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Robin Hood's Mill (Stackhouse)

Locality
Coordinate 54.0951, -2.2851
Adm. div. West Riding of Yorkshire
Vicinity c. 1 km NNE of Stackhouse, between the Ribble and Stainforth Lane
Type Natural feature
Interest Robin Hood name
Status Defunct?
First Record 1851
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Probable approximate location of Robin Hood's Mill. A less likely alternative location is the neighbouring field immediately west of Stainforth Lane.
Robin Hood's Mill was located either under the field where what looks like areas of exposed gravel are visible or, more probably, under the field opposite, on the right side of the road (Stainforth Lane).
The red dots indicate Robin Hood's Mill, top left (possible location) or top right (probable location), with Robin Hood Close just below.

By Henrik Thiil Nielsen, 2014-08-27. Revised by Henrik Thiil Nielsen, 2019-04-05.

'Robin Hood's Mill' is or was the name of a place where the rumblings of a subterranean waterfall can or could be heard overground. This is the only known example of an acoustic phenomenon leading to a locality being named after Robin Hood. The place-name is included on an 1851 O.S. 6" map of the Stainforth neighbourhood[1] (formerly West Riding, now North Yorkshire). It is also found on later O.S. 6" maps of the area dated 1896 and 1910 (see Maps section below). The waterfall may have been located under the field between Stainforth Lane to the west and the Ribble to the east, but it is also possible it was located under the southeastern corner of the neighbouring field immediately west of Stainforth Lane. Depending on the exact location of the 'mill', Robin Hood Close was located immediately south or southeast of it.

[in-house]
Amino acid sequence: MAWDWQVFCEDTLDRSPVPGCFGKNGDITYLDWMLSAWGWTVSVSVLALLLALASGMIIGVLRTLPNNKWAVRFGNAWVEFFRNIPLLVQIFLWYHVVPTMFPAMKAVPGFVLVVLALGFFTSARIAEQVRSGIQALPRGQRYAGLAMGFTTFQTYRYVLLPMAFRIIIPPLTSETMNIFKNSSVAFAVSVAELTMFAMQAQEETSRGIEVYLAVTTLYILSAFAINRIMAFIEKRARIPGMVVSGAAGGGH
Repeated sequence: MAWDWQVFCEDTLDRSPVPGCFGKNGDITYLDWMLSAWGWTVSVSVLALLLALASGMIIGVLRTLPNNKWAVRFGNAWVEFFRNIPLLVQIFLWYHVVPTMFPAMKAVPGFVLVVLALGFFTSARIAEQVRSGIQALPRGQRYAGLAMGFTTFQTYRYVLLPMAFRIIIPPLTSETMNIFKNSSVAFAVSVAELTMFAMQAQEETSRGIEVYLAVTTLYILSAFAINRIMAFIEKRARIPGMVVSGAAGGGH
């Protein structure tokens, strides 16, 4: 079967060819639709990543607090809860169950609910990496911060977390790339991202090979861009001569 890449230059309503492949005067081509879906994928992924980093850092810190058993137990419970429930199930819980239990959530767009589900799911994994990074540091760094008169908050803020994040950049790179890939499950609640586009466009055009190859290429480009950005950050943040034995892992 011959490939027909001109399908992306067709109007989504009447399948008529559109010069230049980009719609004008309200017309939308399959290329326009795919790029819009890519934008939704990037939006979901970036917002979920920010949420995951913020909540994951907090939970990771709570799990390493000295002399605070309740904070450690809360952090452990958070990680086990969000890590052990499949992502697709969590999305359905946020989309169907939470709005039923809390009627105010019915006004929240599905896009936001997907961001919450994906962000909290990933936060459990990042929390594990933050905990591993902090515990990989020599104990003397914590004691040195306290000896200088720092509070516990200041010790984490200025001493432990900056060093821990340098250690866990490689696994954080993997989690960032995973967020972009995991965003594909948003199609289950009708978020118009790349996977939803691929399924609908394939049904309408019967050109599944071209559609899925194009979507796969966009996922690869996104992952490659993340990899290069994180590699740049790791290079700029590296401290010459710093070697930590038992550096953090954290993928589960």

Allusions

1879 - Thomson, J Radford - Guide to the District of Craven

Robin Hood's Mill is the name given to a spot between Little Stainforth and Stackhouse, where a rumbling noise may be heard below the ground, doubtless caused by a subterranean waterfall, such as are not uncommon in this district.[2]

1937 - Palmer, William T - Odd Corners in Yorkshire Dales

 Yorkshire is unique in Britain for underground cascades and waterfalls. In many dales and moors the sheets of mountain limestone are fissured and cracked by past earth-movements, and the rain-water, percolating through the heather, bog, and grass, has dissolved shafts and steps into the depths. At many fissures, even on high moors and ridges, the sound of falling water can be heard, and of course there are jets and fountains in the potholes which require special equipment for their descent. If you lay your ear to the ground at a certain point in Ribblesdale you will hear "how the water comes down at Lodore" in fairyland, although not so much as a rivulet is to be seen outside Robin Hood's Mill. Hellen Pot has an underground waterfall of about 40 feet, and many others could be recorded. Hull Pot, an open fissure near Horton-in-Ribblesdale, also has a fall of 50 feet, part of which is visible. Alum Pot, on the south side of the Ribble, has a water-course entering 50 feet below the surface by way of Long Churn, a side gallery which itself has one or two small water-falls. At the lip there is a rush of water into the black main chamber.[3]

Gazetteers

Maps

Also see

Notes

Image gallery

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